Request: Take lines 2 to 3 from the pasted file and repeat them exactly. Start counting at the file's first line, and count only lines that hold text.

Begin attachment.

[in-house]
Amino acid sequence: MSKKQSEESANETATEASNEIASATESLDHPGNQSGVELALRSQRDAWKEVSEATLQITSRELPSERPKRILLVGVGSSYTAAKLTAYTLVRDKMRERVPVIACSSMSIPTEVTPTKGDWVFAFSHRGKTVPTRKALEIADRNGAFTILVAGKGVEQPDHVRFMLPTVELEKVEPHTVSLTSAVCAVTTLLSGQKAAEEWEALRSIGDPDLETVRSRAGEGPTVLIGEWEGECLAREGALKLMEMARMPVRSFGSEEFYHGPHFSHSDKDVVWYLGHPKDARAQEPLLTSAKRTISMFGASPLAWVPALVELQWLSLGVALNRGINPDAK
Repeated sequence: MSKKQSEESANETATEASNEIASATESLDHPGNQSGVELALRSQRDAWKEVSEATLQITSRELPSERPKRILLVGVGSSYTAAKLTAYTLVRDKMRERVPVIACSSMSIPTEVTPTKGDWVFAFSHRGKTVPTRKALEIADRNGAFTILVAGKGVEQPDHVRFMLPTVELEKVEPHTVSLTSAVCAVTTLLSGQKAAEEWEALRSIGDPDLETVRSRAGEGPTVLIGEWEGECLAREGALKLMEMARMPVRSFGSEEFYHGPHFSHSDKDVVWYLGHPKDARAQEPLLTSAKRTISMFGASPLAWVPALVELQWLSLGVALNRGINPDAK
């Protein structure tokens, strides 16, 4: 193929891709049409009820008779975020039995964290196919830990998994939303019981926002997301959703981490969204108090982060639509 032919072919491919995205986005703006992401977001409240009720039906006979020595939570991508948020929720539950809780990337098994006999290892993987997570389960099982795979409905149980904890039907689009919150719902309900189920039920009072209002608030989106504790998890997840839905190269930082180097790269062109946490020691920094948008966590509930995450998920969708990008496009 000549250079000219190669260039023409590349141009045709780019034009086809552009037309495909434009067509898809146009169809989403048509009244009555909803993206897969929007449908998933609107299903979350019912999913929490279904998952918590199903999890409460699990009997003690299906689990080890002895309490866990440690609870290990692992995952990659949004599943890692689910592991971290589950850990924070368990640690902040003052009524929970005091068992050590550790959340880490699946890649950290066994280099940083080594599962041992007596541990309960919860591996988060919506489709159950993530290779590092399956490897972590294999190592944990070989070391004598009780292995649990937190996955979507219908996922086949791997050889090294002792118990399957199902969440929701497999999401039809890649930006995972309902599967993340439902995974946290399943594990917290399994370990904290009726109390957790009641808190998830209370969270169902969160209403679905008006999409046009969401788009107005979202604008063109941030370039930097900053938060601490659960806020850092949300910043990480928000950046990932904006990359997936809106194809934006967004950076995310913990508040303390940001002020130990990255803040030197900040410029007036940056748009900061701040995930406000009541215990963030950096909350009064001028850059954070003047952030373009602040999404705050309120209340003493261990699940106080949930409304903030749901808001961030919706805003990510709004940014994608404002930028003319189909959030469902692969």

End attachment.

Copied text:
Amino acid sequence: MSKKQSEESANETATEASNEIASATESLDHPGNQSGVELALRSQRDAWKEVSEATLQITSRELPSERPKRILLVGVGSSYTAAKLTAYTLVRDKMRERVPVIACSSMSIPTEVTPTKGDWVFAFSHRGKTVPTRKALEIADRNGAFTILVAGKGVEQPDHVRFMLPTVELEKVEPHTVSLTSAVCAVTTLLSGQKAAEEWEALRSIGDPDLETVRSRAGEGPTVLIGEWEGECLAREGALKLMEMARMPVRSFGSEEFYHGPHFSHSDKDVVWYLGHPKDARAQEPLLTSAKRTISMFGASPLAWVPALVELQWLSLGVALNRGINPDAK
Repeated sequence: MSKKQSEESANETATEASNEIASATESLDHPGNQSGVELALRSQRDAWKEVSEATLQITSRELPSERPKRILLVGVGSSYTAAKLTAYTLVRDKMRERVPVIACSSMSIPTEVTPTKGDWVFAFSHRGKTVPTRKALEIADRNGAFTILVAGKGVEQPDHVRFMLPTVELEKVEPHTVSLTSAVCAVTTLLSGQKAAEEWEALRSIGDPDLETVRSRAGEGPTVLIGEWEGECLAREGALKLMEMARMPVRSFGSEEFYHGPHFSHSDKDVVWYLGHPKDARAQEPLLTSAKRTISMFGASPLAWVPALVELQWLSLGVALNRGINPDAK